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Two DTCs that hosted IRL events last summer look back

Parade and Recess told Marketing Brew their pop-ups were a success. Here’s how they’re thinking about experiential marketing nearly a year later.
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Photo Illustration: Dianna "Mick" McDougall, Photos: Getty Images

· 4 min read

Last summer, two DTC brands stuck their toes back in the experiential waters soon after the Covid-19 vaccines became available.

In June, CBD-infused sparkling water company Recess held its first in-person event since the pandemic started. Hosted in NYC’s Nolita neighborhood, the pop-up centered around giving away not only cans of Recess, but also a zine dubbed “The Recess Guide to Re-Entering Society.”

For its first-ever IRL retail activation, intimates brand Parade transformed Dimes Square, an area in Lower Manhattan, into a meadow of “fresh” wildflowers to sell its “Summer Daisy” underwear collection last August.

Since then, both Recess and Parade have deemed last year’s activations a success. Marketing Brew caught up with them to hear about what they learned and how they’re thinking about experiential now, nearly a year (and a few Covid-19 variants) later.

How it started

Parade’s IRL activation last summer saw “major success”—so much, in fact, that the brand opened its first-ever store in December in New York’s Soho neighborhood, Kerry Steib, Parade’s VP of brand and impact, told Marketing Brew in an email.

“As a community-first brand, being able to bring to life the world of Parade in such an immersive way in our hometown of New York was always a priority for us. We want to be able to give shoppers the opportunity to interact not only with us, but also with one another,” Steib continued.

Experiential marketing “fosters community in a way that digital cannot replicate,” offering a level of escapism to consumers, according to Steib. “Parade only launched in late 2019, so our entire existence as a brand has been under the throes of the pandemic,” she explained. “Last summer, New York City—along with most of the world—opened up to a sense of normalcy. We saw this as an opportunity to finally meet our community in person.”

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During Parade’s summer 2021 event, Steib said the team was “really able to see how excited our community was to be a part of the Parade brand in real life.” That observation prompted a brainstorm: What were other ways it could bring an IRL experience to customers? And thus, the (permanent!) Soho store was born.

For his part, Recess founder and CEO Ben Witte said its event last summer allowed the brand to extend the ethos of its digital content, which Witte described as “a social commentary on the millennial existence,” into the real world. He pointed out that Recess rolled out the event “after the second round of vaccine shots,” when he felt like it was finally safe—as well as legal—to do so.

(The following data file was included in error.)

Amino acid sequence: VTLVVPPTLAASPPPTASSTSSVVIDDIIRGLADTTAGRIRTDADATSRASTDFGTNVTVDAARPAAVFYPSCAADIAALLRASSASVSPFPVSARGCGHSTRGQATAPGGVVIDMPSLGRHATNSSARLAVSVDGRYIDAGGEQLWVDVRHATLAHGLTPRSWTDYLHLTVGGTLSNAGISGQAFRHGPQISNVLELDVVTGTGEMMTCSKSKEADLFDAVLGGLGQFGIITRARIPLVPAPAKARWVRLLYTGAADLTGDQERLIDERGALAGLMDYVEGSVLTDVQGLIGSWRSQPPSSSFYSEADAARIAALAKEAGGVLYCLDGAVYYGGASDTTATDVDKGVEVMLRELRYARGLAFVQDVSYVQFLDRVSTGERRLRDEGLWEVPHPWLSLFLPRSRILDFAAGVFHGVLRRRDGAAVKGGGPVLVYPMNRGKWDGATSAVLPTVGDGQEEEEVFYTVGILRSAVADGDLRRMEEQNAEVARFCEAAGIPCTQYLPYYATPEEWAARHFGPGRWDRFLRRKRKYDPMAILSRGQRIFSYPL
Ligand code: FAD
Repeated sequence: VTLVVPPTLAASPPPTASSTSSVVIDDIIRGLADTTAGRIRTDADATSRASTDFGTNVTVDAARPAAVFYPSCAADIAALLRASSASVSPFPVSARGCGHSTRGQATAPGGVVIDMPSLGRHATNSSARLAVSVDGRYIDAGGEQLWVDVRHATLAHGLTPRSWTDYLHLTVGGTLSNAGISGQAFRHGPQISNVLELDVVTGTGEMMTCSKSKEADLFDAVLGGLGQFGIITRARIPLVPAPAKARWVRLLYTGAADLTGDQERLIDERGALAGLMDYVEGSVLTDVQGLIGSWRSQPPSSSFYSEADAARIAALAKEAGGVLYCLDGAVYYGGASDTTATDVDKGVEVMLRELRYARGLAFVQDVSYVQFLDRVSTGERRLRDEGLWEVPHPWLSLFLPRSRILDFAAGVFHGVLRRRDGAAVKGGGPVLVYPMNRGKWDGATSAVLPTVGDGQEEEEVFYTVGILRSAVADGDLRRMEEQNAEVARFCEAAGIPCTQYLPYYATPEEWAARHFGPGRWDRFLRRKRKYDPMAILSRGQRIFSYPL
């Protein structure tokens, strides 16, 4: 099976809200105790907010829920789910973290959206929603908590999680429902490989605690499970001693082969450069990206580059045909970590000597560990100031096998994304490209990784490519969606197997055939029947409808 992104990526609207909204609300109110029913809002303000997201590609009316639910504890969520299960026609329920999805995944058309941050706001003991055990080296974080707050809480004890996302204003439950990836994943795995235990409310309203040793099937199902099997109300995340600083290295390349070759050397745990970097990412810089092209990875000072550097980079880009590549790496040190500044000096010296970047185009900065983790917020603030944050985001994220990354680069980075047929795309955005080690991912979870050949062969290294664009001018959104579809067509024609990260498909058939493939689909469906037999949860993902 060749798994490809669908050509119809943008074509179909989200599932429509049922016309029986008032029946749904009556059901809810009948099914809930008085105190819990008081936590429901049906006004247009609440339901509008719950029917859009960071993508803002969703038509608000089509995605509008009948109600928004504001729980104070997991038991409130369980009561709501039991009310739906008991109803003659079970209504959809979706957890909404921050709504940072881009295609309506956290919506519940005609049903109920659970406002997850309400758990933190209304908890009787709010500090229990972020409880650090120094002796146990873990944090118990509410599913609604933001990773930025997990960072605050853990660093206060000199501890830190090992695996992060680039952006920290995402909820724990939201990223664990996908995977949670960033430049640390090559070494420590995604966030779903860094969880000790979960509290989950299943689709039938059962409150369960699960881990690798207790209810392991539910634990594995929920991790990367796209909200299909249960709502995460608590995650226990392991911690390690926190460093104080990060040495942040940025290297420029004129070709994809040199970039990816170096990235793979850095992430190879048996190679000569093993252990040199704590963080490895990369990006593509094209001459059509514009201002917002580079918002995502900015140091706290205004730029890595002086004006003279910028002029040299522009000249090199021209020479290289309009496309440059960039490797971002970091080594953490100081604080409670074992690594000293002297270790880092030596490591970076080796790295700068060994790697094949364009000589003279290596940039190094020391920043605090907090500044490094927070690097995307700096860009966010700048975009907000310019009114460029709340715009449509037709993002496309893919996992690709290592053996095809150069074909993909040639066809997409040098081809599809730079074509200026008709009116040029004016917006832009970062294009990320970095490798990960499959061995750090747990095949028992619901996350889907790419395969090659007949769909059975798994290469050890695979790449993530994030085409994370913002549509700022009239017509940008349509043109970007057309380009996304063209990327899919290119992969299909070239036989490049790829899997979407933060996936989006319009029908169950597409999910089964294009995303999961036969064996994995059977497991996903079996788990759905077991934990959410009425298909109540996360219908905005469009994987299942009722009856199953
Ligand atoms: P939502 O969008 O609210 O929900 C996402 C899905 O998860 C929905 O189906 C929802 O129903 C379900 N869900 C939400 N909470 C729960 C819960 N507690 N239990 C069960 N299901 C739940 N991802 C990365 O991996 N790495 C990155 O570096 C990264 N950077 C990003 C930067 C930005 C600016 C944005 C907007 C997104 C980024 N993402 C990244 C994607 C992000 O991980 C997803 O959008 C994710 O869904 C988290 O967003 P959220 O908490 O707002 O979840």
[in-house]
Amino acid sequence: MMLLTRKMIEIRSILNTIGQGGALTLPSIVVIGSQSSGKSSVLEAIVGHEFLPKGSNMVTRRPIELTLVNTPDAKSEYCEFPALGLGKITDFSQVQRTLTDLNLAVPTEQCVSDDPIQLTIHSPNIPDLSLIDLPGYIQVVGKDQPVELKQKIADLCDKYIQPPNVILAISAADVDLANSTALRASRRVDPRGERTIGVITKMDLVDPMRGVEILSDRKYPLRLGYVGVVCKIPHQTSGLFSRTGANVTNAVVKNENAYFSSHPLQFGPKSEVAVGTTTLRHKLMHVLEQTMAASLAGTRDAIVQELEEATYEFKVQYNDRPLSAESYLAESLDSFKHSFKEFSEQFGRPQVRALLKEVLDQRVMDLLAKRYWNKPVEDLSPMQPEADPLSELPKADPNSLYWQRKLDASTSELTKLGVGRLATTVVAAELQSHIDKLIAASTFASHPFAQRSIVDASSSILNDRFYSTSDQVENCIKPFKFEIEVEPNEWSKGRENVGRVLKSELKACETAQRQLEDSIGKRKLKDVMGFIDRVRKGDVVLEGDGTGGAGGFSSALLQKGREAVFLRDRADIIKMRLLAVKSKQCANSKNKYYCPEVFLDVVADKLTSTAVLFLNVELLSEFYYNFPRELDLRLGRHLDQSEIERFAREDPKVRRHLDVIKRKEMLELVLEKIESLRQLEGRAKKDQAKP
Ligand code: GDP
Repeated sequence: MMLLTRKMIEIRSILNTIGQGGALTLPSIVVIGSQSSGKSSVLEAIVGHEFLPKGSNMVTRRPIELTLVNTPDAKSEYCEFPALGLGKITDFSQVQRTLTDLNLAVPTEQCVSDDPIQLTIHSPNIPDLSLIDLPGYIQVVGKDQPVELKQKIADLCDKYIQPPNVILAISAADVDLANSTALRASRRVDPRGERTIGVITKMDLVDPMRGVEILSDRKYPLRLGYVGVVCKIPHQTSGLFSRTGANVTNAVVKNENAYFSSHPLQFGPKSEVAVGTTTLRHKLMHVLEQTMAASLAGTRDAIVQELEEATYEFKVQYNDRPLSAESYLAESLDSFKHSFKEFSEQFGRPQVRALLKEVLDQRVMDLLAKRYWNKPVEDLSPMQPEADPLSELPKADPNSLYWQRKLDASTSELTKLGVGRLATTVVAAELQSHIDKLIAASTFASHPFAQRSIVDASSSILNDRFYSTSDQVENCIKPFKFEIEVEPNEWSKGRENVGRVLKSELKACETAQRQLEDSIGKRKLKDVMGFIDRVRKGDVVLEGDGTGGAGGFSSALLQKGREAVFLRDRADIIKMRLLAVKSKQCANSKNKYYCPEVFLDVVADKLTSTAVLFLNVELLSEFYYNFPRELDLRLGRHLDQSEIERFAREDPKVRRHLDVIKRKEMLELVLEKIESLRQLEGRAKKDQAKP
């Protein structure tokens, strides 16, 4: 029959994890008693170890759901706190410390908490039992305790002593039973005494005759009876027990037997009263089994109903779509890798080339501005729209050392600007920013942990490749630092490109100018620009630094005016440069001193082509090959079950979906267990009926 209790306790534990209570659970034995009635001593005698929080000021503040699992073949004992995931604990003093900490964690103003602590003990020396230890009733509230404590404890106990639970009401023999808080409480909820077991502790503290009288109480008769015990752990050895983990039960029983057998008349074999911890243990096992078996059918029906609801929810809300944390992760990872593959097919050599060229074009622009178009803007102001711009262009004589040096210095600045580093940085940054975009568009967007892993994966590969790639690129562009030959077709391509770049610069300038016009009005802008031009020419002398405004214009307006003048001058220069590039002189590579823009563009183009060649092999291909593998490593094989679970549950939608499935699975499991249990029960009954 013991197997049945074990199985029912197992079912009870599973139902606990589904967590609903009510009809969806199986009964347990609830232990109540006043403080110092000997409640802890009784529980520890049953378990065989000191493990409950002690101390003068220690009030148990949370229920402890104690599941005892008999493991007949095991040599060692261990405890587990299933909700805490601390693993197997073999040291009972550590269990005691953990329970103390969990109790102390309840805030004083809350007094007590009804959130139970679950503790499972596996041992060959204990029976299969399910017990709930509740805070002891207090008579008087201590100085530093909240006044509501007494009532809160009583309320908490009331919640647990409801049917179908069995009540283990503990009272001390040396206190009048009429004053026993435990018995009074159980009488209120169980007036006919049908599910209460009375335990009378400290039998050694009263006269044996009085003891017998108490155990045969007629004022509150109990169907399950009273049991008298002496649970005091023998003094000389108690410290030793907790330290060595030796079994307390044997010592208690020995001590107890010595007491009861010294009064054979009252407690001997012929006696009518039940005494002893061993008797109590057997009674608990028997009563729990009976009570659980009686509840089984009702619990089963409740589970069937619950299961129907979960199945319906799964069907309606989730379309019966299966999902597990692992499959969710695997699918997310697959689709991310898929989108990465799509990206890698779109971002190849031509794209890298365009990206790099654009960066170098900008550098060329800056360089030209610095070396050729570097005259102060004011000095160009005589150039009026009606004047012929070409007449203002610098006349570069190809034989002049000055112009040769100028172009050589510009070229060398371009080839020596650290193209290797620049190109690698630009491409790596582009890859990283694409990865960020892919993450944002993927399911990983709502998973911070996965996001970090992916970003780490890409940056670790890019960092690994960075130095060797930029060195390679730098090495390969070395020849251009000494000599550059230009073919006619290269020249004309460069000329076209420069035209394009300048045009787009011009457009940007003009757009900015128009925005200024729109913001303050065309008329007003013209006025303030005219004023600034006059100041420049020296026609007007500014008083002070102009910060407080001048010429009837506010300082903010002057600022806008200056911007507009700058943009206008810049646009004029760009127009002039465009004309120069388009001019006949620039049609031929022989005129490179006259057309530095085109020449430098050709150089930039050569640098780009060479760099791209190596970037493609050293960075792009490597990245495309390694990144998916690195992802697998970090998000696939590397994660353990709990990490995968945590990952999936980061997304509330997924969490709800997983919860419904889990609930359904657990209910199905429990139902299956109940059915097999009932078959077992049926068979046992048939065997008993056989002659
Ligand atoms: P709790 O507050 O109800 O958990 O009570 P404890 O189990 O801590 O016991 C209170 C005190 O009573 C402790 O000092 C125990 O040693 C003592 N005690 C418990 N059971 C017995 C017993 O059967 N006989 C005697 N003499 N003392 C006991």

“Everything we try and do is designed to bridge both digital and physical. And I think that was a great manifestation of that, and created a good amount of buzz and earned media, and allowed us to gauge and sample with our core customer base in New York. I think it was, overall, a success,” he said.

Witte told us 2,000 people attended the pop-up over a three-day period, adding that more than 3,000 cans of Recess were handed out and sampled, “thousands” of zines were taken, and a “significant number” of photos were taken as well, leading to user-generated content.

How it’s going

Of course, Parade has its Soho store now, but Steib told us the brand “definitely” plans on leaning more into experiential in the future. Steib didn’t exactly specify what Parade has in the works this year, but she did say the brand is “still excited about the opportunity to rethink the underwear shopping experience to create one that’s fun, celebratory and truly for everyone.”

Recognizing that the pandemic is not over yet, Witte said Recess might take an adjusted approach to experiential marketing for the rest of this year, noting that concrete plans are still in flux. “Just having a sense of where the trends are with the pandemic, and what the laws are, [is] important,” Witte told us.

For example, rather than making the larger commitment of renting its own spaces and planning an entire solo IRL event, Witte told us Recess could end up partnering with other events (think: music festivals) for field marketing instead. That way, if the event can’t go forward, it’s not as big of a financial loss.

“Planning with the ability to be flexible is, I think, critical,” he said.

Together with Vimeo

Curious how the best campaigns come to life? Join Vimeo’s Outside the Frame event on April 27, from 11am to 2pm ET. Keynotes, behind-the-scenes looks, and marketing debates will shine a spotlight on what goes into the industry’s best work—and how you can fuel creativity in your own campaigns. Register here.

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